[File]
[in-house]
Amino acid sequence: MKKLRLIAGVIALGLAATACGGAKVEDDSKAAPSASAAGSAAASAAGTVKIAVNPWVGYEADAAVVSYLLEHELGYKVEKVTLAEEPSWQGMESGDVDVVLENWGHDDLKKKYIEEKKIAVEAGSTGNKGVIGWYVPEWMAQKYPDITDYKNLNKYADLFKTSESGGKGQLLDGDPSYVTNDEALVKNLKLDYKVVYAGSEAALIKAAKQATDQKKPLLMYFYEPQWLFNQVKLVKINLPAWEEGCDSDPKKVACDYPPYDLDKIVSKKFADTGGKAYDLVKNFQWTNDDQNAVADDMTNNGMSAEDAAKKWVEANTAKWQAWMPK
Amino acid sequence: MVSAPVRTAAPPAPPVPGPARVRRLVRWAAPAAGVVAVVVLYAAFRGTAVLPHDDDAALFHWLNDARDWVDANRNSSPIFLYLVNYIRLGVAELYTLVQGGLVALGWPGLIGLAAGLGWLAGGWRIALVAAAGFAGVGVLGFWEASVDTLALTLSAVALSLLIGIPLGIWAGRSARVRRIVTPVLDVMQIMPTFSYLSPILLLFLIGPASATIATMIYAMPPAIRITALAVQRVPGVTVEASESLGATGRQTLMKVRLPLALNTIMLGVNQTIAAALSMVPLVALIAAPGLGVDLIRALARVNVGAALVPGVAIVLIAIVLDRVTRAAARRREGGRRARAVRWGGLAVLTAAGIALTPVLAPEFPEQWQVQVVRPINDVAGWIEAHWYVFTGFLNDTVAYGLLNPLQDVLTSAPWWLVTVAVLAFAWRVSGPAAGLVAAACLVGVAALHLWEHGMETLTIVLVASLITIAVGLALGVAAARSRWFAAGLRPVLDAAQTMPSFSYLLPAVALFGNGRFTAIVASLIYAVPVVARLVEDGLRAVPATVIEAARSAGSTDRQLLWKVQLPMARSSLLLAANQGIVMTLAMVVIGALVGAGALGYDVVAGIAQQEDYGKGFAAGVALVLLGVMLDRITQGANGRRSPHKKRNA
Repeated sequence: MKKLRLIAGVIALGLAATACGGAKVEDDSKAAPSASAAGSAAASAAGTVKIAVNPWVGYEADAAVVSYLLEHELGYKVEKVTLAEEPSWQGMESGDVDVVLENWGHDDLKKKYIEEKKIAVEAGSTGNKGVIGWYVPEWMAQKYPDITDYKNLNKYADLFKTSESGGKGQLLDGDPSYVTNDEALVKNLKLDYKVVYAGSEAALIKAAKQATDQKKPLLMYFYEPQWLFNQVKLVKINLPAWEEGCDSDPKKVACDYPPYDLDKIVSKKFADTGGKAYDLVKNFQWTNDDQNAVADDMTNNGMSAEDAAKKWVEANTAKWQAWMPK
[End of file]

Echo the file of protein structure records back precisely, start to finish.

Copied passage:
[in-house]
Amino acid sequence: MKKLRLIAGVIALGLAATACGGAKVEDDSKAAPSASAAGSAAASAAGTVKIAVNPWVGYEADAAVVSYLLEHELGYKVEKVTLAEEPSWQGMESGDVDVVLENWGHDDLKKKYIEEKKIAVEAGSTGNKGVIGWYVPEWMAQKYPDITDYKNLNKYADLFKTSESGGKGQLLDGDPSYVTNDEALVKNLKLDYKVVYAGSEAALIKAAKQATDQKKPLLMYFYEPQWLFNQVKLVKINLPAWEEGCDSDPKKVACDYPPYDLDKIVSKKFADTGGKAYDLVKNFQWTNDDQNAVADDMTNNGMSAEDAAKKWVEANTAKWQAWMPK
Amino acid sequence: MVSAPVRTAAPPAPPVPGPARVRRLVRWAAPAAGVVAVVVLYAAFRGTAVLPHDDDAALFHWLNDARDWVDANRNSSPIFLYLVNYIRLGVAELYTLVQGGLVALGWPGLIGLAAGLGWLAGGWRIALVAAAGFAGVGVLGFWEASVDTLALTLSAVALSLLIGIPLGIWAGRSARVRRIVTPVLDVMQIMPTFSYLSPILLLFLIGPASATIATMIYAMPPAIRITALAVQRVPGVTVEASESLGATGRQTLMKVRLPLALNTIMLGVNQTIAAALSMVPLVALIAAPGLGVDLIRALARVNVGAALVPGVAIVLIAIVLDRVTRAAARRREGGRRARAVRWGGLAVLTAAGIALTPVLAPEFPEQWQVQVVRPINDVAGWIEAHWYVFTGFLNDTVAYGLLNPLQDVLTSAPWWLVTVAVLAFAWRVSGPAAGLVAAACLVGVAALHLWEHGMETLTIVLVASLITIAVGLALGVAAARSRWFAAGLRPVLDAAQTMPSFSYLLPAVALFGNGRFTAIVASLIYAVPVVARLVEDGLRAVPATVIEAARSAGSTDRQLLWKVQLPMARSSLLLAANQGIVMTLAMVVIGALVGAGALGYDVVAGIAQQEDYGKGFAAGVALVLLGVMLDRITQGANGRRSPHKKRNA
Repeated sequence: MKKLRLIAGVIALGLAATACGGAKVEDDSKAAPSASAAGSAAASAAGTVKIAVNPWVGYEADAAVVSYLLEHELGYKVEKVTLAEEPSWQGMESGDVDVVLENWGHDDLKKKYIEEKKIAVEAGSTGNKGVIGWYVPEWMAQKYPDITDYKNLNKYADLFKTSESGGKGQLLDGDPSYVTNDEALVKNLKLDYKVVYAGSEAALIKAAKQATDQKKPLLMYFYEPQWLFNQVKLVKINLPAWEEGCDSDPKKVACDYPPYDLDKIVSKKFADTGGKAYDLVKNFQWTNDDQNAVADDMTNNGMSAEDAAKKWVEANTAKWQAWMPK